Identification: Alfalfa is deep-rooted perennial plant with a smooth, erect stem growing 2 to 3 feet tall. It bears grayish-green pinnately trifoliate leaves, with egg-shaped leaflets; it looks much like a large clover. Its violet-purple flowers grow in racemes, from 1/4 to 1/2 inch long, producing spirally-coiled seed pods.
Habitat: Fields & roadsides. Throughout the world in a variety of climates.
Family: Leguminosae (Pea Family)
Other Names: Buffalo Herb, Cultivated Lucern, Lucerne, Purple Medick, Purple Medicle
Flowers: April – October
Parts Used: Flowers, leaves, seeds, sprouts, tops.
Properties: Abortifacient (seeds), Alterative, Antianemic, Anti-fungal, Appetizer, Diuretic, Emmenagogue (seeds), Estrogenic, Styptic, Tonic.
Constituents: Saponins, many sterols, coumarin, flavonoids, alkaloids, acids, vitamins, amino acids, sugars, proteins, minerals, and trace elements. Nutrients: Betacarotene, calcium, carotene, chlorophyll, folic acid, iron, magnesium, manganese, niacin, phosphorous, potassium, protein, silicon, sodium, and zinc.
Also contains Vitamins A, B1, B6, B8, B12, C, D, E, K1, P, U, and the anti-oxidant Tricin. Historical Use: Early Chinese physicians used young alfalfa leaves to treat disorders of the digestive tract. In India, Ayurvedic physicians prescribed the leaves and flowering tops for poor digestion. It was also considered therapeutic for water retention and arthritis. North American Indians recommended alfalfa to treat jaundice and to encourage blood clotting. Eclectic physicians used alfalfa as a tonic for indigestion, dyspepsia, anemia, loss of appetite, and poor assimilation of nutrients. Alfalfa was also recommended to stimulate lactation in nursing mothers, and the seeds have been traditionally made into a poultice for the treatment of boils and insect bites.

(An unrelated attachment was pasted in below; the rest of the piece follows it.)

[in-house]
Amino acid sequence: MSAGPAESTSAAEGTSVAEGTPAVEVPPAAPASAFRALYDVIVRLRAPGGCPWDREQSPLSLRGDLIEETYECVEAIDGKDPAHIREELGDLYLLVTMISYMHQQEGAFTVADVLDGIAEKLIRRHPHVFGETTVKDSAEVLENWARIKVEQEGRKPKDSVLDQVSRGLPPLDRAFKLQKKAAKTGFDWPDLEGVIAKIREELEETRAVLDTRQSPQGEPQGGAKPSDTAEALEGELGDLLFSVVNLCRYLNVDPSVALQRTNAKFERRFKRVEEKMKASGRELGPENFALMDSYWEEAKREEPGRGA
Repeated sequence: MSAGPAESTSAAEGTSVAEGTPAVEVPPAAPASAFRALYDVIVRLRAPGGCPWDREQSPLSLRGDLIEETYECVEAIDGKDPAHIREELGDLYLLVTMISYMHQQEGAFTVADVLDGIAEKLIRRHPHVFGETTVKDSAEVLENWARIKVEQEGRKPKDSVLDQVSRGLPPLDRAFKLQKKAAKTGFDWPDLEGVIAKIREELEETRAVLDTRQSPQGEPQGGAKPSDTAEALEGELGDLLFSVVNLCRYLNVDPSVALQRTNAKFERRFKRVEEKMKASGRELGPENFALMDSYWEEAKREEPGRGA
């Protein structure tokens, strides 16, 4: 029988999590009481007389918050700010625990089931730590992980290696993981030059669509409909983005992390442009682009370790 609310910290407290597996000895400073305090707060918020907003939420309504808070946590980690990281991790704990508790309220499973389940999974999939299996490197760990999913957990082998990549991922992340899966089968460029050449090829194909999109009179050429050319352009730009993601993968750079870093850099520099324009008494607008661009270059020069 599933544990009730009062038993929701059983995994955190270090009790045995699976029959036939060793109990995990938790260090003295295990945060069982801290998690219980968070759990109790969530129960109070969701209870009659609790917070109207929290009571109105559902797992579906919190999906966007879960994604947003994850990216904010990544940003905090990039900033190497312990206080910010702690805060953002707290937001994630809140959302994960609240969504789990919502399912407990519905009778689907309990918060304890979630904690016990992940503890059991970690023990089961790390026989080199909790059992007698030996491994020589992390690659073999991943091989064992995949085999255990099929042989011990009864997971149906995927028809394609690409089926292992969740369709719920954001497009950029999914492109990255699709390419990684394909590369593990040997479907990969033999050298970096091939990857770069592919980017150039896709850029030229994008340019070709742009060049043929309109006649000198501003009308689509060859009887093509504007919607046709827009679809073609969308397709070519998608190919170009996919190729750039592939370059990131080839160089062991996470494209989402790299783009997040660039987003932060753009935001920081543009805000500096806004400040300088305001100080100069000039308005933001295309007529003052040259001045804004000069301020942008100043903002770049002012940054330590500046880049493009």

Main Uses: Arteriosclerosis, chronic fatigue syndrome, eczema, fibrocystic breast disease, menopause, osteoarthritis, rheumatoid arthritis, anemia, hormonal inbalances, malnutrition, wasting, chronic disease, weakness, and slow blood coagulation.
Alfalfa has been used as a diuretic and laxative. It has also been used for urinary tract infections, kidney, bladder, and prostate disorders. It alkalized and detoxifies the body, especially the liver, promotes pituitary gland function and also contains an anti-fungus agent.
Preparation and Dosages:
Infusion: Use 2 teaspoons of the dried herb, 3 times a day.
Fluid Extract: [1:1, in 25% alcohol] 2 teaspoons, 3 times a day.
Alfalfa is also a wild food.